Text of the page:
[Sporotrichosis: Development and Challenges of an Epidemic]

Rev Panam Salud Publica. 2010 Jun;27(6):455-60.
[Article in Portuguese]

Abstract

In the state of Rio de Janeiro, Brazil, sporotrichosis reached epidemic levels, involving humans and cats. Preliminary data indicate that approximately 2200 human cases were diagnosed between 1998 and December of 2009, and 3244 cats were treated. The geographic distribution of cases reveals a concentration in the City of Rio de Janeiro metropolitan area. The disease affects mostly women of a low socioeconomic status, aged 40 to 55 years, who work as housekeepers. Itraconazole has been the drug of choice for treatment. Although sporotrichosis does not usually affect organs other than the skin, mucosa, and subcutaneous tissue, it has an indirect social impact resulting from absenteeism, pain, and discomfort during the active disease stage, and the unpleasant appearance of the scars. In turn, systemic involvement is frequent in cats, leading to serious and difficult to treat forms of the disease and death. Considering that treatment time in animals is longer than in human beings, treating cats with sporotrichosis has been the greatest obstacle and the most important challenge for the control of this epidemic infection.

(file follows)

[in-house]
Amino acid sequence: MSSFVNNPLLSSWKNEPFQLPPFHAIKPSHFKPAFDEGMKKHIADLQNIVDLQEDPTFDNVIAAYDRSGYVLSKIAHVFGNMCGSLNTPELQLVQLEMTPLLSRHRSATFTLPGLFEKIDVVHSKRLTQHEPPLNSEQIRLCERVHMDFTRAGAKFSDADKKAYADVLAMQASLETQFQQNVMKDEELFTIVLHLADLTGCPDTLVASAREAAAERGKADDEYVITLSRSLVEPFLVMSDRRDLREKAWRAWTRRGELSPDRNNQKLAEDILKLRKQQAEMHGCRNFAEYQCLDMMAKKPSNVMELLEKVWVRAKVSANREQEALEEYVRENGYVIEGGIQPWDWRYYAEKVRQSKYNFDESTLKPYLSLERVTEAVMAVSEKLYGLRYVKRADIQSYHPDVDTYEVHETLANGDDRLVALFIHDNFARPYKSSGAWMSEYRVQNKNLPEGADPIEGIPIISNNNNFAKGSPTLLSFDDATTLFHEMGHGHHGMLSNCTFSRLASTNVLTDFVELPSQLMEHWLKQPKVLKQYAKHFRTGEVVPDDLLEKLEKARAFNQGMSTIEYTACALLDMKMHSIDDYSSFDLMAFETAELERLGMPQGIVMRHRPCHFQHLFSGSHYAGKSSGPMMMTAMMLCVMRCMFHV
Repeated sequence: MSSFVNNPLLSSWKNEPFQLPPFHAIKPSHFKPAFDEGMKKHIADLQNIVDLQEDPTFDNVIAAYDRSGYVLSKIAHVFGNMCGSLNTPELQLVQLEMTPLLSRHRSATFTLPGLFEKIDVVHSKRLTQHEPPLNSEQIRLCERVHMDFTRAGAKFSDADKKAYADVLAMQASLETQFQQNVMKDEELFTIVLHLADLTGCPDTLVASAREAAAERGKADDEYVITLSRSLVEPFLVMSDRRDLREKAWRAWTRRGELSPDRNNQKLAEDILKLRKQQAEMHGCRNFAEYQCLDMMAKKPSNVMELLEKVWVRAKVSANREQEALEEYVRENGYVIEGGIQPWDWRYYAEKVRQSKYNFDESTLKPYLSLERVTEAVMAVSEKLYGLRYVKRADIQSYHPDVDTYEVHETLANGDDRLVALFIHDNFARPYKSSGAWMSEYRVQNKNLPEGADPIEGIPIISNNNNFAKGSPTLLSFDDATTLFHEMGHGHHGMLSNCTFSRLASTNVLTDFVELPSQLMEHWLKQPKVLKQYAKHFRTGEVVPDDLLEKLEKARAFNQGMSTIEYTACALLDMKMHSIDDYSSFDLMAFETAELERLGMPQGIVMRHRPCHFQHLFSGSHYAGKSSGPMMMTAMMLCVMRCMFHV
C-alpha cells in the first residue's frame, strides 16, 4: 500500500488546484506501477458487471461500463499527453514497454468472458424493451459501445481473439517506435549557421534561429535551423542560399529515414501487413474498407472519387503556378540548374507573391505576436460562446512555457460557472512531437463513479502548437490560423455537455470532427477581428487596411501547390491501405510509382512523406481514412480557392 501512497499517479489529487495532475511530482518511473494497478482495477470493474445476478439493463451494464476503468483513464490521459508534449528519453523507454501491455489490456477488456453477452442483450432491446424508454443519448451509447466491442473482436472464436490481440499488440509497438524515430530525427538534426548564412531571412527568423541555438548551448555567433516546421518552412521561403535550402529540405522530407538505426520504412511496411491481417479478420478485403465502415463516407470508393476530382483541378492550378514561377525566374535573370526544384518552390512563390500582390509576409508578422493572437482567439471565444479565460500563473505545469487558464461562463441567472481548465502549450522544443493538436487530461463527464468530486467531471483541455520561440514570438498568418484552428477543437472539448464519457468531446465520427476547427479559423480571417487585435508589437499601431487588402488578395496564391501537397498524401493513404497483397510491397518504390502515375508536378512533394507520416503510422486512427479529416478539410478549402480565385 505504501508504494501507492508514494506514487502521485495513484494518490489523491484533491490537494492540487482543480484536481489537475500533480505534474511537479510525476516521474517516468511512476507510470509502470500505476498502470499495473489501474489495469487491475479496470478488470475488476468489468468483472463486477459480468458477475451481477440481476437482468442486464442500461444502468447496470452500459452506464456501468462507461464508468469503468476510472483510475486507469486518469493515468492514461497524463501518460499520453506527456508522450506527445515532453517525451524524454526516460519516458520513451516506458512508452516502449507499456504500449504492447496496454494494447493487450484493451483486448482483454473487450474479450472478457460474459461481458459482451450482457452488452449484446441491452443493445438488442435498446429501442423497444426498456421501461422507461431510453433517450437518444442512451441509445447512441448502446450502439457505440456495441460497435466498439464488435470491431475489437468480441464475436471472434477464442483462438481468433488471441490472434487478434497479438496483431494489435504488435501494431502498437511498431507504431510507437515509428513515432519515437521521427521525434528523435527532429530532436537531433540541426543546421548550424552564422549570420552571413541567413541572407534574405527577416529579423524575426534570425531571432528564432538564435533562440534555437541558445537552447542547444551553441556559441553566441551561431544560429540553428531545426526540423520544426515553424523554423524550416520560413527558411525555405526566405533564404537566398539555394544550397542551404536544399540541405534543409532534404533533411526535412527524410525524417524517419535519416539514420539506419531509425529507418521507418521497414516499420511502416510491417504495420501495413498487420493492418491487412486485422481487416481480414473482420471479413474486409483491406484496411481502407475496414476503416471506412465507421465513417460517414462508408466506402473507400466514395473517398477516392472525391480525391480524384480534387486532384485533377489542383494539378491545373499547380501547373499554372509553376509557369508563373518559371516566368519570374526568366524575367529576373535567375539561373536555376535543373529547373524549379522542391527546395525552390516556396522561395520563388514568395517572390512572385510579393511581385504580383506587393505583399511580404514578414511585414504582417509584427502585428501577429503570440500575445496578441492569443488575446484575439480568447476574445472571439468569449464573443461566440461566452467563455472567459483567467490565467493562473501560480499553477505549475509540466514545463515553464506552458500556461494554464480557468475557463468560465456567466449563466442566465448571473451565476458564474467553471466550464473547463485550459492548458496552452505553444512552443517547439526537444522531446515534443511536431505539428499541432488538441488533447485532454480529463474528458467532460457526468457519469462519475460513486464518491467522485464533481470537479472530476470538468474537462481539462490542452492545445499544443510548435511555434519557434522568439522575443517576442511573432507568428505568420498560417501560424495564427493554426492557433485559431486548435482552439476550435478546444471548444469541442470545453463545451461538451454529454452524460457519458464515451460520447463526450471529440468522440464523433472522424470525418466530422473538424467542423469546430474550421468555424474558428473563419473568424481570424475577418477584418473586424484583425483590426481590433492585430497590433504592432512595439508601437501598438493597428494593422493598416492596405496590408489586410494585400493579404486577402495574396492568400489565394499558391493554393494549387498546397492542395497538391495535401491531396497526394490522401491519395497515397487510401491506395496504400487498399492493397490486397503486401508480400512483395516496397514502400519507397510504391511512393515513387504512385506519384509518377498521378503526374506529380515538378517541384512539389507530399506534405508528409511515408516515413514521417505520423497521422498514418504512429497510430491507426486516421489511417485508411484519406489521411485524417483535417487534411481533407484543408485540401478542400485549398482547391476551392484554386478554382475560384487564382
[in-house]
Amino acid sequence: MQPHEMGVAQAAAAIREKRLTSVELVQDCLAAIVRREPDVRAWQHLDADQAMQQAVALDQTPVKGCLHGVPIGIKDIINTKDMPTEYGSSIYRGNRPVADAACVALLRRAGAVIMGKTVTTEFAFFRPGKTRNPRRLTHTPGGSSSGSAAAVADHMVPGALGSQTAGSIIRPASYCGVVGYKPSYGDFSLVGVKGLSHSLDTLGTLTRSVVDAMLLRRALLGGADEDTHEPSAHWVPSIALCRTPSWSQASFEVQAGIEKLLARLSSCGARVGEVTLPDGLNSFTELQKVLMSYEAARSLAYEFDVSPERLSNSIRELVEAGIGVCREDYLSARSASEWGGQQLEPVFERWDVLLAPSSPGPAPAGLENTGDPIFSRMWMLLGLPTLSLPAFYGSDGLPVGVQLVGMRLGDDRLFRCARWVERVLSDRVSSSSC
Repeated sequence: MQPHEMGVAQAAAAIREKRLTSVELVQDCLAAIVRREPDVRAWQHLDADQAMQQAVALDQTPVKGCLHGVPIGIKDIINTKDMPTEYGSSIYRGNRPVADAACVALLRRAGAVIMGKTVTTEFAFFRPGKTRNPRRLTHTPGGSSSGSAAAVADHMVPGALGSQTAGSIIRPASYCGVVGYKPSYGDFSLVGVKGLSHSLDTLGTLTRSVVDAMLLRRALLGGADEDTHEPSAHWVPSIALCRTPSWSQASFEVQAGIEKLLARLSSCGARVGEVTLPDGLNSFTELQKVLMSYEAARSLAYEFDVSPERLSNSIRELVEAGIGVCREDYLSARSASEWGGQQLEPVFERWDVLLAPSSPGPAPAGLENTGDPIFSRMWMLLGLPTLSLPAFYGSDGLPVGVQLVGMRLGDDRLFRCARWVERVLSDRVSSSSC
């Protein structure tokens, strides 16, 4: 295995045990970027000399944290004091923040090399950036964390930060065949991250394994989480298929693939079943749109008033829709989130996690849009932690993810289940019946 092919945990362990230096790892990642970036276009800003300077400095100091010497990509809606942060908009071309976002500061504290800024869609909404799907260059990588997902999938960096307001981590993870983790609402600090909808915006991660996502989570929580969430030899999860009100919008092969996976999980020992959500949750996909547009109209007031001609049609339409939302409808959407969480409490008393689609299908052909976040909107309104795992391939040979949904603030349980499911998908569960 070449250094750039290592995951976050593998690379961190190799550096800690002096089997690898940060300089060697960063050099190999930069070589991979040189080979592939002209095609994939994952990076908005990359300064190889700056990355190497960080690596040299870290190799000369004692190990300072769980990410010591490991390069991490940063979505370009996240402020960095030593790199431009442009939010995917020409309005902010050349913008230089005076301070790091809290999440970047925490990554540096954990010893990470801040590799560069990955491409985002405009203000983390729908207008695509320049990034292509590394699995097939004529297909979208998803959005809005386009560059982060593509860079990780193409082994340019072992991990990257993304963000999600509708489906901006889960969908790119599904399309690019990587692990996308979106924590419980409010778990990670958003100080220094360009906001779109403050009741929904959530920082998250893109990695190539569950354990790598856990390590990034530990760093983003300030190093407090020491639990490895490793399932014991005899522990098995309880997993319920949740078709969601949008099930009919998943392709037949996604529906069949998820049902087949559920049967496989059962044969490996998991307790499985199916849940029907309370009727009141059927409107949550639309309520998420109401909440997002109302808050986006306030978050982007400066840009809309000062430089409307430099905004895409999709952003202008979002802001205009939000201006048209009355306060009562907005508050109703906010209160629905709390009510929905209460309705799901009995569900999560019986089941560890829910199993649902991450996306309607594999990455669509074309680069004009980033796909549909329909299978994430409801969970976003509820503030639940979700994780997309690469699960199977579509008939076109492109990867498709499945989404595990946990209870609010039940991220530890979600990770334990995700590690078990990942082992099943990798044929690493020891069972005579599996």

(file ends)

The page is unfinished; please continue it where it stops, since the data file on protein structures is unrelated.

Publication types

  • English Abstract
  • Research Support, Non-U.S. Gov't

MeSH terms

  • Adult
  • Animals
  • Antifungal Agents / therapeutic use
  • Brazil / epidemiology
  • Cat Diseases / drug therapy
  • Cat Diseases / epidemiology*
  • Cat Diseases / transmission
  • Cats
  • Child
  • Disease Outbreaks* / veterinary
  • Female
  • Health Services Accessibility
  • Humans
  • Itraconazole / therapeutic use
  • Male
  • Middle Aged
  • Occupational Exposure
  • Residence Characteristics
  • Risk Factors
  • Socioeconomic Factors
  • Sporotrichosis / drug therapy
  • Sporotrichosis / epidemiology*
  • Sporotrichosis / prevention & control
  • Sporotrichosis / transmission
  • Sporotrichosis / veterinary*
  • Urban Health

Substances

  • Antifungal Agents
  • Itraconazole